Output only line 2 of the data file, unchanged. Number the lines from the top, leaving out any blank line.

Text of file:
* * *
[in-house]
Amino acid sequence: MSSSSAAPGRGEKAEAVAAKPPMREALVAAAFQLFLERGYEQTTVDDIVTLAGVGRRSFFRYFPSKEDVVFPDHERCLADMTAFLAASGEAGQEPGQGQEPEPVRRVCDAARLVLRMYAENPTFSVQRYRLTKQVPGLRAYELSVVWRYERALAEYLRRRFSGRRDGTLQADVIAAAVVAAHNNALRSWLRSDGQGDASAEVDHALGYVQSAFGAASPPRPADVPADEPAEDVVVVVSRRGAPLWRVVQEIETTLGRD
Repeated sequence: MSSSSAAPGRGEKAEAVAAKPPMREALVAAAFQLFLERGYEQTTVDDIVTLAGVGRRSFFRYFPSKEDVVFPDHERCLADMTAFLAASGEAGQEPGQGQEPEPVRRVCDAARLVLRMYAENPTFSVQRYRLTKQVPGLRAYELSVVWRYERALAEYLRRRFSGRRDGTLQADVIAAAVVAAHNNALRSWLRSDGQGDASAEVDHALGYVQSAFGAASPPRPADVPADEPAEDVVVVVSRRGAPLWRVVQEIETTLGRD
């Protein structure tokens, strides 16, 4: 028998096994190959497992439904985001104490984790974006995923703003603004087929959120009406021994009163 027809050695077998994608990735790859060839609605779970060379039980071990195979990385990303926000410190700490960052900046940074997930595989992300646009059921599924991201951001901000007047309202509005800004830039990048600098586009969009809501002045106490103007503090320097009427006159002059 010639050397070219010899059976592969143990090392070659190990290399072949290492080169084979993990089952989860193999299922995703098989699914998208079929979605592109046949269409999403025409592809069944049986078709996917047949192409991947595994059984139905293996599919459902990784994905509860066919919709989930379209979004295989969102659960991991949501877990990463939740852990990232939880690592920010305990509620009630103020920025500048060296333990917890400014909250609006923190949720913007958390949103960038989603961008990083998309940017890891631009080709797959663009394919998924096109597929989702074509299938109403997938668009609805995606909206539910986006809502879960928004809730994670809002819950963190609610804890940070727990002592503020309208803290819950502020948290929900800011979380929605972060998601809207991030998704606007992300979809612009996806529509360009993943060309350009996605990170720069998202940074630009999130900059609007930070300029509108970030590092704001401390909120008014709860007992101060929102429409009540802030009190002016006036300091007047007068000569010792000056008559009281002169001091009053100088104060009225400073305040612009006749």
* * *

Amino acid sequence: MSSSSAAPGRGEKAEAVAAKPPMREALVAAAFQLFLERGYEQTTVDDIVTLAGVGRRSFFRYFPSKEDVVFPDHERCLADMTAFLAASGEAGQEPGQGQEPEPVRRVCDAARLVLRMYAENPTFSVQRYRLTKQVPGLRAYELSVVWRYERALAEYLRRRFSGRRDGTLQADVIAAAVVAAHNNALRSWLRSDGQGDASAEVDHALGYVQSAFGAASPPRPADVPADEPAEDVVVVVSRRGAPLWRVVQEIETTLGRD